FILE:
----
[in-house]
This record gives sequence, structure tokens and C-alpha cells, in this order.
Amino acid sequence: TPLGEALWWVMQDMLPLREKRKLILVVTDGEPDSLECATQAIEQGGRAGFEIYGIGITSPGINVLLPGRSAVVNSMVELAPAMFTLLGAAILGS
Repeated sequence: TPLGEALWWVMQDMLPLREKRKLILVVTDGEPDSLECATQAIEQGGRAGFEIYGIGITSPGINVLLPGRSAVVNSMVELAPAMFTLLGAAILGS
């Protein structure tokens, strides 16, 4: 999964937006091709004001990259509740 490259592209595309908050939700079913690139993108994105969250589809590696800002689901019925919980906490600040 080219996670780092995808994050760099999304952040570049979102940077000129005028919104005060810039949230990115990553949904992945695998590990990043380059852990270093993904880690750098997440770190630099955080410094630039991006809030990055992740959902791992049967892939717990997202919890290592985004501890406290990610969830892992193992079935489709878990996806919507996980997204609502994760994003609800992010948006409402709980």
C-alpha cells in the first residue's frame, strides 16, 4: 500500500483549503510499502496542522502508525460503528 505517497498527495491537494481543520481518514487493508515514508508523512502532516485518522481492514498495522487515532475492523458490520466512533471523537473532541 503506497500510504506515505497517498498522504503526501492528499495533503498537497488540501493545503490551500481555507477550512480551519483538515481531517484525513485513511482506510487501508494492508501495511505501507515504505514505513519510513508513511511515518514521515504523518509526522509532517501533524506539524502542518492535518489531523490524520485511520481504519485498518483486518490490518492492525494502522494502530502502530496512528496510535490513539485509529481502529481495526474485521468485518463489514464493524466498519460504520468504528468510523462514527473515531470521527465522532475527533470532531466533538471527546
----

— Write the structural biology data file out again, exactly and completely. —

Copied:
[in-house]
This record gives sequence, structure tokens and C-alpha cells, in this order.
Amino acid sequence: TPLGEALWWVMQDMLPLREKRKLILVVTDGEPDSLECATQAIEQGGRAGFEIYGIGITSPGINVLLPGRSAVVNSMVELAPAMFTLLGAAILGS
Repeated sequence: TPLGEALWWVMQDMLPLREKRKLILVVTDGEPDSLECATQAIEQGGRAGFEIYGIGITSPGINVLLPGRSAVVNSMVELAPAMFTLLGAAILGS
């Protein structure tokens, strides 16, 4: 999964937006091709004001990259509740 490259592209595309908050939700079913690139993108994105969250589809590696800002689901019925919980906490600040 080219996670780092995808994050760099999304952040570049979102940077000129005028919104005060810039949230990115990553949904992945695998590990990043380059852990270093993904880690750098997440770190630099955080410094630039991006809030990055992740959902791992049967892939717990997202919890290592985004501890406290990610969830892992193992079935489709878990996806919507996980997204609502994760994003609800992010948006409402709980």
C-alpha cells in the first residue's frame, strides 16, 4: 500500500483549503510499502496542522502508525460503528 505517497498527495491537494481543520481518514487493508515514508508523512502532516485518522481492514498495522487515532475492523458490520466512533471523537473532541 503506497500510504506515505497517498498522504503526501492528499495533503498537497488540501493545503490551500481555507477550512480551519483538515481531517484525513485513511482506510487501508494492508501495511505501507515504505514505513519510513508513511511515518514521515504523518509526522509532517501533524506539524502542518492535518489531523490524520485511520481504519485498518483486518490490518492492525494502522494502530502502530496512528496510535490513539485509529481502529481495526474485521468485518463489514464493524466498519460504520468504528468510523462514527473515531470521527465522532475527533470532531466533538471527546